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Department of Physiology, Development and Neuroscience

 

Research

Cell movement is essential for animal development, wound healing and defence from infection. We are interested in how cell movement is guided to functional destinations. We focus on cells of the immune system (leukocytes), which are remarkably capable of traversing different tissue environments and migrating on demand to sites where their antimicrobial function is needed.

Our aim is to understand how leukocyte motion is organised at sites of tissue damage to generate inflammatory responses. Neutrophils are the first cells to be recruited to damaged loci where they execute important antimicrobial functions, such as phagocytosis or secretion of microbicidal compounds. However, excess neutrophil accumulation and inflammation can cause collateral tissue damage and be detrimental for tissue integrity. How do these cells organise their recruitment to achieve the right magnitude of an inflammatory response? What are the chemical and physical cues that allow them to distinguish damaged from healthy tissue? How do they interpret and integrate these signals? How do they make key decisions such as which way to go, how long to stop and whether to call for reinforcements? If we can understand the logic of neutrophil migratory decisions in their complex native environments, we would be better placed to predict and manipulate the behaviour of these cells in therapeutic settings.

To address these questions in mechanistic detail in vivo, we exploit the zebrafish larva, whose small size and transparency make it ideal for high-resolution in vivo imaging. We record leukocyte dynamics using advanced microscopy techniques and use quantitative and statistical methods to determine how these are modulated by chemical and physical signals. We combine this with a variety of genetic, optogenetic or chemical manipulations, to functionally link molecular, cellular and tissue parameters of leukocyte guidance. Through this integrated approach, our goal is to obtain a better understanding of how leukocytes interpret complex environmental cues to generate effective immune responses.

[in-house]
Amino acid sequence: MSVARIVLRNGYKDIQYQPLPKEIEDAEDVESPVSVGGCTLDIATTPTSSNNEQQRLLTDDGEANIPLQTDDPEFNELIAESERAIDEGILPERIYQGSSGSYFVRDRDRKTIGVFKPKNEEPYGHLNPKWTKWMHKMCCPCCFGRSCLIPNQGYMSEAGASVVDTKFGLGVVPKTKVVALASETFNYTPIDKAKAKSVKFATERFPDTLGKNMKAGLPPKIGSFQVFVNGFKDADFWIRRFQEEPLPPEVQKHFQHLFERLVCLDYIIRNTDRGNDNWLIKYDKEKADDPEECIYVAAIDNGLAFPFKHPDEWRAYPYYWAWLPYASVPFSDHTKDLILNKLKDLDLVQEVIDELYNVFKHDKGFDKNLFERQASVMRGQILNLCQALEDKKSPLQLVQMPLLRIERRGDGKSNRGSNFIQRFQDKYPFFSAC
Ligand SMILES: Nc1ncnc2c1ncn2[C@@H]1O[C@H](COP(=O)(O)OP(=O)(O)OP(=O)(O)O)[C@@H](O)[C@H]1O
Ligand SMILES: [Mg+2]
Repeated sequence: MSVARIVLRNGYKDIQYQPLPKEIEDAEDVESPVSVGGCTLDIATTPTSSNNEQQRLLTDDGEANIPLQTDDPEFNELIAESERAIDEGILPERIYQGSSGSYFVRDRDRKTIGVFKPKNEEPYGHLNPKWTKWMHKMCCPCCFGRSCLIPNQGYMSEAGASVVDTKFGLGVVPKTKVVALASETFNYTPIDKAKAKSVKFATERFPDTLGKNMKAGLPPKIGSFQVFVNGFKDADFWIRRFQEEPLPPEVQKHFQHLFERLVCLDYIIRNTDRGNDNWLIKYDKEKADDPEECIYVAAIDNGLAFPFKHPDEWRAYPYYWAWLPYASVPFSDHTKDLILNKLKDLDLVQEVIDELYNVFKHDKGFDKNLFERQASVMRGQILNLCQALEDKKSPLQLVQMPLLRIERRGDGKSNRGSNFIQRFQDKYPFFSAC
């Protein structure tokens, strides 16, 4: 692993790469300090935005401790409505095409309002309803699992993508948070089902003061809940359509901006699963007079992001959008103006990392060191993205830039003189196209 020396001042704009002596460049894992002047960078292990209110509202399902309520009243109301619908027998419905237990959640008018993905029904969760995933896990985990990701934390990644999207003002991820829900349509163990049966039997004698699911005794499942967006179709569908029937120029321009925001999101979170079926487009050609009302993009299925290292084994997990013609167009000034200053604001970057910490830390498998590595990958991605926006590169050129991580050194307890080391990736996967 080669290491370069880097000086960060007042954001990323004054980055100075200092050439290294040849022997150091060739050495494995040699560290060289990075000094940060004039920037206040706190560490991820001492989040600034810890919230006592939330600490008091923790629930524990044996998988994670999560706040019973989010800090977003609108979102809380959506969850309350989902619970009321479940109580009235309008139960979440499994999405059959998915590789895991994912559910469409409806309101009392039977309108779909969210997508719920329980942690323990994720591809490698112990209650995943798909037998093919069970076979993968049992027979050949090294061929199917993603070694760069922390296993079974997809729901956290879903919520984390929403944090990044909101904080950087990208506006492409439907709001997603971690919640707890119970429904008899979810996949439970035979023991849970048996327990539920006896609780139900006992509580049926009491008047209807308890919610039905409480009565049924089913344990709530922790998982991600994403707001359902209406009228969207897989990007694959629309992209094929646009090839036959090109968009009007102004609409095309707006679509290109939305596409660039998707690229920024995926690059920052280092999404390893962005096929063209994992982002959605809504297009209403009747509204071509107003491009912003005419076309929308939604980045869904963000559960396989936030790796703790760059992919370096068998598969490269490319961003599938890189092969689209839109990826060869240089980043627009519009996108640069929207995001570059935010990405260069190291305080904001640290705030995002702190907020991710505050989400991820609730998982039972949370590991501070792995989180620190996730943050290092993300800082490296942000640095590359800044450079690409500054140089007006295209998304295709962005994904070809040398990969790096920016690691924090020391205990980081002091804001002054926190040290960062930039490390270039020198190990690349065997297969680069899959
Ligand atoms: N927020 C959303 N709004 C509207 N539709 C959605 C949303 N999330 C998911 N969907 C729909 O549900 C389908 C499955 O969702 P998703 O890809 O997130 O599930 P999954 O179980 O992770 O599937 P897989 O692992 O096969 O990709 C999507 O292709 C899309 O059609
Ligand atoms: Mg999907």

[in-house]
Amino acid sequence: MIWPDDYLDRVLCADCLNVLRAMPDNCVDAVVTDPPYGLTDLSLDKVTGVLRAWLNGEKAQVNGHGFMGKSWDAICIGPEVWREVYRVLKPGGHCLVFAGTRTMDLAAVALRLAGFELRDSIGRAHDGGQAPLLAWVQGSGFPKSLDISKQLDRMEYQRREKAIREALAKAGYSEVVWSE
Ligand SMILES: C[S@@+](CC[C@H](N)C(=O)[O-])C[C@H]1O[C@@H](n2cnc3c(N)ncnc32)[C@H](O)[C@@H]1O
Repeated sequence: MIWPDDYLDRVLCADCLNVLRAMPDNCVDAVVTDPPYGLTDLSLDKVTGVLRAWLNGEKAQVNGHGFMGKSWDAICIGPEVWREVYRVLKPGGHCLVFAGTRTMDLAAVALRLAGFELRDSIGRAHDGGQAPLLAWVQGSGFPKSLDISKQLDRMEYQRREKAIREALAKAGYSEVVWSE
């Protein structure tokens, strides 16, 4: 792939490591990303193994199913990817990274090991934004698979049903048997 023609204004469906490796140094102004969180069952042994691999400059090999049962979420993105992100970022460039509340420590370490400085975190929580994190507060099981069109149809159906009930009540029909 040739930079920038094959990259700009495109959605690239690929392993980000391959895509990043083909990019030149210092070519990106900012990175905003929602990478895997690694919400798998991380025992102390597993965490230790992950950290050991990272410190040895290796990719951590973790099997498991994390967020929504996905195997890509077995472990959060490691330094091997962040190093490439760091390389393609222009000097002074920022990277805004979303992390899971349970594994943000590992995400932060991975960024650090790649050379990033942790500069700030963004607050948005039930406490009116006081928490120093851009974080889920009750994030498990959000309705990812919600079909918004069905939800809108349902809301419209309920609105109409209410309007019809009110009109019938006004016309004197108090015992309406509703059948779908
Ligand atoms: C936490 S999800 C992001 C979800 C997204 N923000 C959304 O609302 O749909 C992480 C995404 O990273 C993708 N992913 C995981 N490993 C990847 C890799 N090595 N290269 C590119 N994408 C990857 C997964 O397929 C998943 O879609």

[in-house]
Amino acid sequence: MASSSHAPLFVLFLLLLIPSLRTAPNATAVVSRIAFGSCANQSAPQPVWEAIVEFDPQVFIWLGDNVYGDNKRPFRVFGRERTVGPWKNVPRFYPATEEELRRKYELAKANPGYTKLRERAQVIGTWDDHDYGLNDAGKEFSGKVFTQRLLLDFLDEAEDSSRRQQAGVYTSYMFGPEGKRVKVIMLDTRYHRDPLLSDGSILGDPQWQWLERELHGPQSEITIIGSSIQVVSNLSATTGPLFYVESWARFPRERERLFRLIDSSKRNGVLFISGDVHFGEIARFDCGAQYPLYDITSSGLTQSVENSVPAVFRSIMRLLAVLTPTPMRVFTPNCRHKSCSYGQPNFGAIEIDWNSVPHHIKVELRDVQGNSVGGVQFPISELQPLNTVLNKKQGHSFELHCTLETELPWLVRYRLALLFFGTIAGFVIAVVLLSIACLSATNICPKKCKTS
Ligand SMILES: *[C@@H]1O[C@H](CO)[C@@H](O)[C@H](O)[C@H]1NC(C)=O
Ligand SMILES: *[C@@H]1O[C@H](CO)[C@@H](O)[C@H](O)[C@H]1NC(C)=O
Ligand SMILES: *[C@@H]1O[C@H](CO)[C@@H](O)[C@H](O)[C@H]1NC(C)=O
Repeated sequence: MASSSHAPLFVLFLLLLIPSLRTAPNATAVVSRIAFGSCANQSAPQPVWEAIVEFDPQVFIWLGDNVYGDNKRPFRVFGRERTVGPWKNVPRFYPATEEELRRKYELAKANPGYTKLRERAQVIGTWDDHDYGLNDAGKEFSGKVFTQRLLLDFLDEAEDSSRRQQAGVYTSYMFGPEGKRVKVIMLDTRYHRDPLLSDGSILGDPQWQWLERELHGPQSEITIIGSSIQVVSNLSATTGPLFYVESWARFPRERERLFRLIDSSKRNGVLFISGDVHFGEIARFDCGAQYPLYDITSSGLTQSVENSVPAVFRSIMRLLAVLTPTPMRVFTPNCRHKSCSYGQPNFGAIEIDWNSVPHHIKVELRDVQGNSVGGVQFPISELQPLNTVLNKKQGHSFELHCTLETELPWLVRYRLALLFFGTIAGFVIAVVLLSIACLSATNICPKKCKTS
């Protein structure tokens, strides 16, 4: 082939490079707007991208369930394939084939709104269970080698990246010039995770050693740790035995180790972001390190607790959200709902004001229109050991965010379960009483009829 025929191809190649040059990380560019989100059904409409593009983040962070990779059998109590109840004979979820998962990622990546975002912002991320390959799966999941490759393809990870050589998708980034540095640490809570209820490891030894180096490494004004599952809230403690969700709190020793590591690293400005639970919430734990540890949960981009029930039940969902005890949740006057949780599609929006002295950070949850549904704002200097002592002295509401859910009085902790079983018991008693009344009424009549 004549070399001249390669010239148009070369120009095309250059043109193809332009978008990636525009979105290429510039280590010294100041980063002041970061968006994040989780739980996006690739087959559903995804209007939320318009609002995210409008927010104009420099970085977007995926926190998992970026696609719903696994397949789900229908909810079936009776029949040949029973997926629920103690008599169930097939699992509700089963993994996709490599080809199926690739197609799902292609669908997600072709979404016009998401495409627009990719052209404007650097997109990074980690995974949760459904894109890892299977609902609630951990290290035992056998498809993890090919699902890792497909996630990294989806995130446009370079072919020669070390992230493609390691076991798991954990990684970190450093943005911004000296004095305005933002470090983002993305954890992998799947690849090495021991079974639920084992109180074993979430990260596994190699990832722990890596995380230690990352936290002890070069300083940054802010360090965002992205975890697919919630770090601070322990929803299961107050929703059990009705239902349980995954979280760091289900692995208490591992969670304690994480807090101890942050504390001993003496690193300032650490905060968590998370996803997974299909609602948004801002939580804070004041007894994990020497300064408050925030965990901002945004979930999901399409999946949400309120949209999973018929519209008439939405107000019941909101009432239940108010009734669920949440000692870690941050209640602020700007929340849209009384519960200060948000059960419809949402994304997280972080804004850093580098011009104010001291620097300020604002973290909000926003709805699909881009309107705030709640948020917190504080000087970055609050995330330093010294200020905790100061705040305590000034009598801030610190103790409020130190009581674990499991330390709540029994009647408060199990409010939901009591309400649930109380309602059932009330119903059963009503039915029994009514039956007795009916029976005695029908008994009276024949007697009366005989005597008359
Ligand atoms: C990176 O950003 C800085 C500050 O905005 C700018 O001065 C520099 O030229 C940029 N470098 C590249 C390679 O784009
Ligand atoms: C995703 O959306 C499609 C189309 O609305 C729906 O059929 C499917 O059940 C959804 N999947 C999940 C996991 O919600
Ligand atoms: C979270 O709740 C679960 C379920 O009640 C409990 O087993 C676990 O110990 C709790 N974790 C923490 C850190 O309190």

Collaborators

Kristian Franze (PDN, Max Planck Nuremberg)
Ewa Paluch (PDN, University of Cambridge)
Daniel Irimia (Harvard University)
Martin Welch (Biochemistry, University of Cambridge)

Lab members

Hazel Walker
Hugo Poplimont  (PhD student)
Antonios Georgantzoglou (post-doc)

Past members

Kim Westerich
Caroline Coombs (PhD student)
Alexis Crockett
Morgane Boulch

Publications

Key publications: 

Poplimont H., Georgantzoglou A., Boulch M., Coombs C., Papaleonidopoulou F., Sarris M*. Neutrophil Swarming in Damaged Tissue Is Orchestrated by Connexins and Cooperative Calcium Alarm Signals. Current Biology. S0960982220306692 (2020) doi:10.1016/j.cub.2020.05.030. See also preview by Palomino-Segura, M. & Hidalgo, A. Immunity: Neutrophil Quorum at the Wound. Current Biology CB 30, R828–R830 (2020)

Coombs C, Georgantzoglou A, Walker HA, Patt J, Merten N, Poplimont H, Busch-Nentwich EM, Williams S, Kotsi S, Kostenis E, Sarris M (2019) Chemokine receptor trafficking coordinates neutrophil clustering and dispersal at wounds in zebrafish,
Nature Communications volume 10, Article number: 5166

Sarris M, Olekhnovitch R, Bousso P, (2016), Manipulating leukocyte interactions in vivo through optogenetic chemokine releaseBlood

Sarris M, Sixt M, (2015), Navigating in tissue mazes: chemoattractant interpretation in complex environments, Curr. Opin. Cell Biol, 36, 93-102

Sarris M, Masson JB, Maurin D, Van der Aa LM, Boudinot P, Lortat-Jacob H, Herbomel P, (2012), Inflammatory chemokines direct and restrict leukocyte migration within live tissues as glycan-bound gradients, Current Biology, 22, 2375-82

Sarris M, Betz AG, (2011), Live imaging of dendritic cell-Treg cell interactions, Methods in Molecular Biology, 707, 83-101

Sarris M, Betz AG, (2009), Shine a light: imaging the immune system, European Journal of Immunology, 39, 1188-1202

Sarris M, Andersen KG, Randow F, Mayr L, Betz AG, (2008), Neuropilin-1 expression on regulatory T cells enhances their interactions with dendritic cells during antigen recognition, Immunity, 28, 402-413

Teaching and Supervisions

Teaching: 

Part IB NST Physiology

Part IA MVST Homeostasis

 

Principal Investigator
MRC Fellow
Lecturer
Trinity College Fellow
 Milka  Sarris

Contact Details

+44 (0) 1223 333542
Email address: